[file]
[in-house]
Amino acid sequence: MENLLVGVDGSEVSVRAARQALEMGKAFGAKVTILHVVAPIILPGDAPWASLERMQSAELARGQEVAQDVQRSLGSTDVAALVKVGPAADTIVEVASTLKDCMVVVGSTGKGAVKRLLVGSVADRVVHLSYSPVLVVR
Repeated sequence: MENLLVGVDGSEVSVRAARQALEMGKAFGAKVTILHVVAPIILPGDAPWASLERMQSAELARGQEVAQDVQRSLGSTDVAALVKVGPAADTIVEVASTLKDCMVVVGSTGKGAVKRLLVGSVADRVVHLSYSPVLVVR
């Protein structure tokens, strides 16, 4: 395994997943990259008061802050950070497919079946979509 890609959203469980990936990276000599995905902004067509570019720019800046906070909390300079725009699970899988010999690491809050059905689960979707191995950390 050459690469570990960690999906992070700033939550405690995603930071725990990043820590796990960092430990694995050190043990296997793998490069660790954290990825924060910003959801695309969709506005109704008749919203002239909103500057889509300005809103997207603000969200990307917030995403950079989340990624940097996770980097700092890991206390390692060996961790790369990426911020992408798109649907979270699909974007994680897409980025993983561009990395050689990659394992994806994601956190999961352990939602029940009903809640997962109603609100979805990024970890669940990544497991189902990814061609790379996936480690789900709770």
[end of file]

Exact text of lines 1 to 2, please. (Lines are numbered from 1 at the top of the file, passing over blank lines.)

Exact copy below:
[in-house]
Amino acid sequence: MENLLVGVDGSEVSVRAARQALEMGKAFGAKVTILHVVAPIILPGDAPWASLERMQSAELARGQEVAQDVQRSLGSTDVAALVKVGPAADTIVEVASTLKDCMVVVGSTGKGAVKRLLVGSVADRVVHLSYSPVLVVR